The top 20 lists by region were also heavily influenced by location. For example, high school seniors in the far west (Alaska, California, Hawaii, Nevada, Oregon and Washington) overwhelmingly preferred California colleges and universities, with just four of the top 20 colleges from outside California and only two colleges from outside the region. Similarly, students in other regions prefer colleges from within the region for 17 or 18 of the top 20 colleges. The main exception is the Plains states, where only 13 of the top 20 are from the region. The colleges that are from outside the region tend to be colleges with a national reputation, such as Harvard University, Stanford University and New York University.
This chart shows the top college preference for high school seniors by state:
|State||Most Popular College|
|Alaska||University of Alaska Anchorage|
|Arizona||Arizona State University – Tempe|
|Arkansas||University of Arkansas|
|Colorado||University of Colorado Boulder|
|Connecticut||University of Connecticut|
|Delaware||University of Delaware|
|District of Columbia||University of Maryland – College Park|
|Florida||University of Central Florida|
|Georgia||University of Georgia|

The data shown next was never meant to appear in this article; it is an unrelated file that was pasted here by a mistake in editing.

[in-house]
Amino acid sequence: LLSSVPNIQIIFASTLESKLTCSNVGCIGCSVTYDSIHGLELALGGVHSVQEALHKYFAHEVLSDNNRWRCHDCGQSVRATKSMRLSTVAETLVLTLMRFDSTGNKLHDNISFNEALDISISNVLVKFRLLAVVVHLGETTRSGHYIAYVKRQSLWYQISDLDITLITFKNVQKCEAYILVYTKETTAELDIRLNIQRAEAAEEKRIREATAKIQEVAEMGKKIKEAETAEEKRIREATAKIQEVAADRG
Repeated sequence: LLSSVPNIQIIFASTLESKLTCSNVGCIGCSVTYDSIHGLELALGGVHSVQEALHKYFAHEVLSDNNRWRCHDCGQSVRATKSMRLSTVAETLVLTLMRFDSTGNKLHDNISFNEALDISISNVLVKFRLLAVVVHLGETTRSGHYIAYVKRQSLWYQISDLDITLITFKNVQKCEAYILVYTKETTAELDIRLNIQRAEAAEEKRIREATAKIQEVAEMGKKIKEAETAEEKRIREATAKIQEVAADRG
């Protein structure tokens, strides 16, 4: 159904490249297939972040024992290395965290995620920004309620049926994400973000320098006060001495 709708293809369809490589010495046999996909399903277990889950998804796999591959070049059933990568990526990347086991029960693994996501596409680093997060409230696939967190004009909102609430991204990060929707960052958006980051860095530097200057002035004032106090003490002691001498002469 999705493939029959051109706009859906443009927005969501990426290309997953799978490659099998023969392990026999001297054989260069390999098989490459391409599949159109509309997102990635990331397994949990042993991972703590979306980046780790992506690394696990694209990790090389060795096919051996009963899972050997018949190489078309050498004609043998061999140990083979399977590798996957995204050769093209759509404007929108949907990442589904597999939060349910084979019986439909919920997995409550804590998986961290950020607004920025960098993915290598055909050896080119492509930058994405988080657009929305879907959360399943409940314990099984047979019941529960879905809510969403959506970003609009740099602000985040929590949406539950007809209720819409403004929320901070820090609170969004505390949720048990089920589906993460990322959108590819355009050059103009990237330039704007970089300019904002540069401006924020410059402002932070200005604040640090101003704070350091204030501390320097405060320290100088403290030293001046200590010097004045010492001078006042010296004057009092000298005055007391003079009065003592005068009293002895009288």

|Hawaii||University of Hawaii at Manoa|
|Idaho||Boise State University|
|Illinois||University of Illinois at Urbana Champaign|
|Indiana||Indiana University – Bloomington|
|Iowa||University of Iowa|
|Kansas||Kansas State University|
|Kentucky||University of Kentucky|
|Louisiana||Louisiana State University|
|Maine||University of Maine|
|Maryland||University of Maryland – College Park|
|Massachusetts||University of Massachusetts – Amherst|
|Michigan||University of Michigan – Ann Arbor|
|Minnesota||University of Minnesota – Twin Cities|
|Mississippi||Mississippi State University|
|Missouri||University of Missouri|
|Montana||Montana State University|
|Nebraska||University of Nebraska – Lincoln|
|Nevada||University of Nevada – Las Vegas|
|New Hampshire||University of New Hampshire|
|New Jersey||Rutgers University – New Brunswick|
|New Mexico||University of New Mexico|
|New York||New York University|
|North Carolina||North Carolina State University|
|North Dakota||North Dakota State University|
|Ohio||Ohio State University|
|Oklahoma||University of Oklahoma – Norman|
|Oregon||Oregon State University|
|Pennsylvania||Penn State University|
|Rhode Island||University of Rhode Island|
|South Carolina||University of South Carolina – Columbia|
|South Dakota||South Dakota State University|
|Tennessee||The University of Tennessee – Knoxville|
|Texas||University of Texas at Austin|
|Utah||University of Utah|
|Vermont||University of Vermont|
|Virginia||University of Virginia|
|Washington||University of Washington – Seattle|
|West Virginia||West Virginia University|
|Wisconsin||University of Wisconsin-Madison|
|Wyoming||University of Wyoming|